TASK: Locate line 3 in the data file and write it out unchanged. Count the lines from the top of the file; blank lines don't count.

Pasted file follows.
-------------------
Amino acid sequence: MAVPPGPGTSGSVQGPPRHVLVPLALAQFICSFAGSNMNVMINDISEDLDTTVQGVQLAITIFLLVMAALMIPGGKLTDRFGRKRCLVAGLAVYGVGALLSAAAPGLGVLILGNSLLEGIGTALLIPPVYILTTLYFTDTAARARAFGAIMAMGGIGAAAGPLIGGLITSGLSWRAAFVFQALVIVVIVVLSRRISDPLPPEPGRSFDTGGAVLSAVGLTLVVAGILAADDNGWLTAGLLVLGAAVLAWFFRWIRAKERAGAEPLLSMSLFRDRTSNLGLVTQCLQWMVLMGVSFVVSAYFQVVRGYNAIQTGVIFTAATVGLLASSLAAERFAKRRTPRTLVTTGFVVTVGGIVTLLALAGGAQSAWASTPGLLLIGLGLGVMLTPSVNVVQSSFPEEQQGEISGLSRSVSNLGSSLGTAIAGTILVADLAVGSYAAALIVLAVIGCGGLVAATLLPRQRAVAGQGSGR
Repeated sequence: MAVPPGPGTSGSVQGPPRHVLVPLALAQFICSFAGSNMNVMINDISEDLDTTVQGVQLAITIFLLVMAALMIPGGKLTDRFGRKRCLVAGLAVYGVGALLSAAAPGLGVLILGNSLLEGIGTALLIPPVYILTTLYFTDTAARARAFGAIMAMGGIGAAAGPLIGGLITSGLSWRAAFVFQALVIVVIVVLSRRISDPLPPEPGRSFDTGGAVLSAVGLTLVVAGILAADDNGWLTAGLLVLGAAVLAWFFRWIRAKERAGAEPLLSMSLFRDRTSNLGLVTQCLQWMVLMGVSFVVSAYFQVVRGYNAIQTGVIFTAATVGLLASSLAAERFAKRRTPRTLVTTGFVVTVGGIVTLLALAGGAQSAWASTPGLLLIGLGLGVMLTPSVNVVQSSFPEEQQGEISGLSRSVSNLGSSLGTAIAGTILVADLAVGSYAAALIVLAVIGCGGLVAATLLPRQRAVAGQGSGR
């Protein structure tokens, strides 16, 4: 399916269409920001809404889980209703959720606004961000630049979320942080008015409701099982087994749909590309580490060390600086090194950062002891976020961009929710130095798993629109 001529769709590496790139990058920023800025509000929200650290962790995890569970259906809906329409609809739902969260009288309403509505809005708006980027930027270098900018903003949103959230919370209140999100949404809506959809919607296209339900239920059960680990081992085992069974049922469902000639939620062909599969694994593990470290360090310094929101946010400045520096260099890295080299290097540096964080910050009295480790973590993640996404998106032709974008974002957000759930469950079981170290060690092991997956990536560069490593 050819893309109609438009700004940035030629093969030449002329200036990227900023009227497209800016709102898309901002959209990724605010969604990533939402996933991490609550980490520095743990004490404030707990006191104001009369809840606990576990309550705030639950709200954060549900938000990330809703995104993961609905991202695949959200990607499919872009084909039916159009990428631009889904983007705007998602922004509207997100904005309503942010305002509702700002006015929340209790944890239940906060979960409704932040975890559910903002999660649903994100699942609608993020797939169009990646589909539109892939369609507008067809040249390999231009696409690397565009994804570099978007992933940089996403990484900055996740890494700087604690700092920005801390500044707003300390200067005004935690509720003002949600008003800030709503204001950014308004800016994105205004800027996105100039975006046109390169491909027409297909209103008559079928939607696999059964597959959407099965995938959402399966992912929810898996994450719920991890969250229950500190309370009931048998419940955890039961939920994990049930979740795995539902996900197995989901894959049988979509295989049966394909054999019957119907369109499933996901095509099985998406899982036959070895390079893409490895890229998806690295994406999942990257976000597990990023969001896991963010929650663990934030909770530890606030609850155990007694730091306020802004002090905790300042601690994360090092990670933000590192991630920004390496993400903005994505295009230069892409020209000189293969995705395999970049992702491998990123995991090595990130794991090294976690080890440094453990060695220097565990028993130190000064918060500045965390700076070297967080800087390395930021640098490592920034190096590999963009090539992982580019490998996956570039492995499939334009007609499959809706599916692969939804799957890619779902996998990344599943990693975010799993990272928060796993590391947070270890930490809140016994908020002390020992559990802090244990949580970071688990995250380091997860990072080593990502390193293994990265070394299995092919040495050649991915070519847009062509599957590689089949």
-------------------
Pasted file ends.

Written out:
């Protein structure tokens, strides 16, 4: 399916269409920001809404889980209703959720606004961000630049979320942080008015409701099982087994749909590309580490060390600086090194950062002891976020961009929710130095798993629109 001529769709590496790139990058920023800025509000929200650290962790995890569970259906809906329409609809739902969260009288309403509505809005708006980027930027270098900018903003949103959230919370209140999100949404809506959809919607296209339900239920059960680990081992085992069974049922469902000639939620062909599969694994593990470290360090310094929101946010400045520096260099890295080299290097540096964080910050009295480790973590993640996404998106032709974008974002957000759930469950079981170290060690092991997956990536560069490593 050819893309109609438009700004940035030629093969030449002329200036990227900023009227497209800016709102898309901002959209990724605010969604990533939402996933991490609550980490520095743990004490404030707990006191104001009369809840606990576990309550705030639950709200954060549900938000990330809703995104993961609905991202695949959200990607499919872009084909039916159009990428631009889904983007705007998602922004509207997100904005309503942010305002509702700002006015929340209790944890239940906060979960409704932040975890559910903002999660649903994100699942609608993020797939169009990646589909539109892939369609507008067809040249390999231009696409690397565009994804570099978007992933940089996403990484900055996740890494700087604690700092920005801390500044707003300390200067005004935690509720003002949600008003800030709503204001950014308004800016994105205004800027996105100039975006046109390169491909027409297909209103008559079928939607696999059964597959959407099965995938959402399966992912929810898996994450719920991890969250229950500190309370009931048998419940955890039961939920994990049930979740795995539902996900197995989901894959049988979509295989049966394909054999019957119907369109499933996901095509099985998406899982036959070895390079893409490895890229998806690295994406999942990257976000597990990023969001896991963010929650663990934030909770530890606030609850155990007694730091306020802004002090905790300042601690994360090092990670933000590192991630920004390496993400903005994505295009230069892409020209000189293969995705395999970049992702491998990123995991090595990130794991090294976690080890440094453990060695220097565990028993130190000064918060500045965390700076070297967080800087390395930021640098490592920034190096590999963009090539992982580019490998996956570039492995499939334009007609499959809706599916692969939804799957890619779902996998990344599943990693975010799993990272928060796993590391947070270890930490809140016994908020002390020992559990802090244990949580970071688990995250380091997860990072080593990502390193293994990265070394299995092919040495050649991915070519847009062509599957590689089949």